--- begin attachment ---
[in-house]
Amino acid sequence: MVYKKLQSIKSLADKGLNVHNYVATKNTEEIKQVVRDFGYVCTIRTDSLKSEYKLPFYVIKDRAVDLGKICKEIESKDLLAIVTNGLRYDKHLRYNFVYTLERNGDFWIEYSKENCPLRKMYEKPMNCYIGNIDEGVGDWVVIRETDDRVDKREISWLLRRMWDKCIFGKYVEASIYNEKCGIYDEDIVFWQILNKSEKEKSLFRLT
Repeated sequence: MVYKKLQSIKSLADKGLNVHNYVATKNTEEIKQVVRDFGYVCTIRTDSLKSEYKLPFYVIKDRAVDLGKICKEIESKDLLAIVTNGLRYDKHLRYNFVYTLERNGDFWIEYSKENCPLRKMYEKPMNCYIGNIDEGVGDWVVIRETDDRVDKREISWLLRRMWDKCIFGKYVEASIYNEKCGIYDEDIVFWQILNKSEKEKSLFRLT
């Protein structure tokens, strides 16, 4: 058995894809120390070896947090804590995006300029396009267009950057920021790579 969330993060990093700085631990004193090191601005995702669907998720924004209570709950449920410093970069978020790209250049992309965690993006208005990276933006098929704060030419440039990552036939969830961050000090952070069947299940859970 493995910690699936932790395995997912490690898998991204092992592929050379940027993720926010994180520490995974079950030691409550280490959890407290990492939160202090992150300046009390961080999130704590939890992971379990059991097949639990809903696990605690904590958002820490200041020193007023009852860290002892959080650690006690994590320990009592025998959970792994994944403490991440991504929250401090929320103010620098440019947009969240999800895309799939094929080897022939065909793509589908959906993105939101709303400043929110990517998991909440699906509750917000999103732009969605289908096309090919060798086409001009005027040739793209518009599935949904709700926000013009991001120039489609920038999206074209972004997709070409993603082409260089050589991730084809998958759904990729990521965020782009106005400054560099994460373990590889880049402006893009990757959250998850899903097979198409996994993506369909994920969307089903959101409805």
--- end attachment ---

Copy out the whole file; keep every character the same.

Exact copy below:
[in-house]
Amino acid sequence: MVYKKLQSIKSLADKGLNVHNYVATKNTEEIKQVVRDFGYVCTIRTDSLKSEYKLPFYVIKDRAVDLGKICKEIESKDLLAIVTNGLRYDKHLRYNFVYTLERNGDFWIEYSKENCPLRKMYEKPMNCYIGNIDEGVGDWVVIRETDDRVDKREISWLLRRMWDKCIFGKYVEASIYNEKCGIYDEDIVFWQILNKSEKEKSLFRLT
Repeated sequence: MVYKKLQSIKSLADKGLNVHNYVATKNTEEIKQVVRDFGYVCTIRTDSLKSEYKLPFYVIKDRAVDLGKICKEIESKDLLAIVTNGLRYDKHLRYNFVYTLERNGDFWIEYSKENCPLRKMYEKPMNCYIGNIDEGVGDWVVIRETDDRVDKREISWLLRRMWDKCIFGKYVEASIYNEKCGIYDEDIVFWQILNKSEKEKSLFRLT
């Protein structure tokens, strides 16, 4: 058995894809120390070896947090804590995006300029396009267009950057920021790579 969330993060990093700085631990004193090191601005995702669907998720924004209570709950449920410093970069978020790209250049992309965690993006208005990276933006098929704060030419440039990552036939969830961050000090952070069947299940859970 493995910690699936932790395995997912490690898998991204092992592929050379940027993720926010994180520490995974079950030691409550280490959890407290990492939160202090992150300046009390961080999130704590939890992971379990059991097949639990809903696990605690904590958002820490200041020193007023009852860290002892959080650690006690994590320990009592025998959970792994994944403490991440991504929250401090929320103010620098440019947009969240999800895309799939094929080897022939065909793509589908959906993105939101709303400043929110990517998991909440699906509750917000999103732009969605289908096309090919060798086409001009005027040739793209518009599935949904709700926000013009991001120039489609920038999206074209972004997709070409993603082409260089050589991730084809998958759904990729990521965020782009106005400054560099994460373990590889880049402006893009990757959250998850899903097979198409996994993506369909994920969307089903959101409805």